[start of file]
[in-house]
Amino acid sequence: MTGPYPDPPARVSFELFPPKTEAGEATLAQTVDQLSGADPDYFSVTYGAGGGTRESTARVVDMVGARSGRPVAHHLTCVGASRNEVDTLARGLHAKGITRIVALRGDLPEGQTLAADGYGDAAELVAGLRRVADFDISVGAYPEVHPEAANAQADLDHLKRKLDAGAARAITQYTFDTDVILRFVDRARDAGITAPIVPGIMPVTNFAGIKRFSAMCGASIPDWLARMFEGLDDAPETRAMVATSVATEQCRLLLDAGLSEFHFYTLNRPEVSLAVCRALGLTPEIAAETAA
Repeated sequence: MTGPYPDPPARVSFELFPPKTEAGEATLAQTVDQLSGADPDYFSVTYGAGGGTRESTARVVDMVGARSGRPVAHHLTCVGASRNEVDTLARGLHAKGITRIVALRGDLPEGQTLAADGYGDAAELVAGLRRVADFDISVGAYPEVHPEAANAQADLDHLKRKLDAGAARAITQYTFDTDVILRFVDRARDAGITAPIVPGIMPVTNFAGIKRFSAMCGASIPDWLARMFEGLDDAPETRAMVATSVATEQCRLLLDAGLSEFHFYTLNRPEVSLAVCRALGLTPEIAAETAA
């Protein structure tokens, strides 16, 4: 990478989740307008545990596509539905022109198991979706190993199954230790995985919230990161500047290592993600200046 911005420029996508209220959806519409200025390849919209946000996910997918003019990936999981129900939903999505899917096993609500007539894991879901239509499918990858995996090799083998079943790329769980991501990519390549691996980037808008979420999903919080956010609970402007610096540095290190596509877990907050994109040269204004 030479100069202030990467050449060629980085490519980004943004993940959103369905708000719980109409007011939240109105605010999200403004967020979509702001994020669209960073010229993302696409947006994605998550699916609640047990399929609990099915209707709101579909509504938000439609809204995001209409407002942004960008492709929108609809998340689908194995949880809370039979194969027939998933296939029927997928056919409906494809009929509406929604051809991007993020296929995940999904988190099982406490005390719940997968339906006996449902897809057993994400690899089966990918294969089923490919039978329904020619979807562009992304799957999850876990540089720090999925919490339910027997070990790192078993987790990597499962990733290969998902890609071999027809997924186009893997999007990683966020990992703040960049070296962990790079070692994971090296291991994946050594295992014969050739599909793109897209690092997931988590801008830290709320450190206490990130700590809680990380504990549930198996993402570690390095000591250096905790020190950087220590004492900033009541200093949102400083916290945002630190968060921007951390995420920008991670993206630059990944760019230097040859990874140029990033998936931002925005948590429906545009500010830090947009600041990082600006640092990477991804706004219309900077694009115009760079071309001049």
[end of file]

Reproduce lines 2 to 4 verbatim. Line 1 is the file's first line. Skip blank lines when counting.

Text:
Amino acid sequence: MTGPYPDPPARVSFELFPPKTEAGEATLAQTVDQLSGADPDYFSVTYGAGGGTRESTARVVDMVGARSGRPVAHHLTCVGASRNEVDTLARGLHAKGITRIVALRGDLPEGQTLAADGYGDAAELVAGLRRVADFDISVGAYPEVHPEAANAQADLDHLKRKLDAGAARAITQYTFDTDVILRFVDRARDAGITAPIVPGIMPVTNFAGIKRFSAMCGASIPDWLARMFEGLDDAPETRAMVATSVATEQCRLLLDAGLSEFHFYTLNRPEVSLAVCRALGLTPEIAAETAA
Repeated sequence: MTGPYPDPPARVSFELFPPKTEAGEATLAQTVDQLSGADPDYFSVTYGAGGGTRESTARVVDMVGARSGRPVAHHLTCVGASRNEVDTLARGLHAKGITRIVALRGDLPEGQTLAADGYGDAAELVAGLRRVADFDISVGAYPEVHPEAANAQADLDHLKRKLDAGAARAITQYTFDTDVILRFVDRARDAGITAPIVPGIMPVTNFAGIKRFSAMCGASIPDWLARMFEGLDDAPETRAMVATSVATEQCRLLLDAGLSEFHFYTLNRPEVSLAVCRALGLTPEIAAETAA
């Protein structure tokens, strides 16, 4: 990478989740307008545990596509539905022109198991979706190993199954230790995985919230990161500047290592993600200046 911005420029996508209220959806519409200025390849919209946000996910997918003019990936999981129900939903999505899917096993609500007539894991879901239509499918990858995996090799083998079943790329769980991501990519390549691996980037808008979420999903919080956010609970402007610096540095290190596509877990907050994109040269204004 030479100069202030990467050449060629980085490519980004943004993940959103369905708000719980109409007011939240109105605010999200403004967020979509702001994020669209960073010229993302696409947006994605998550699916609640047990399929609990099915209707709101579909509504938000439609809204995001209409407002942004960008492709929108609809998340689908194995949880809370039979194969027939998933296939029927997928056919409906494809009929509406929604051809991007993020296929995940999904988190099982406490005390719940997968339906006996449902897809057993994400690899089966990918294969089923490919039978329904020619979807562009992304799957999850876990540089720090999925919490339910027997070990790192078993987790990597499962990733290969998902890609071999027809997924186009893997999007990683966020990992703040960049070296962990790079070692994971090296291991994946050594295992014969050739599909793109897209690092997931988590801008830290709320450190206490990130700590809680990380504990549930198996993402570690390095000591250096905790020190950087220590004492900033009541200093949102400083916290945002630190968060921007951390995420920008991670993206630059990944760019230097040859990874140029990033998936931002925005948590429906545009500010830090947009600041990082600006640092990477991804706004219309900077694009115009760079071309001049």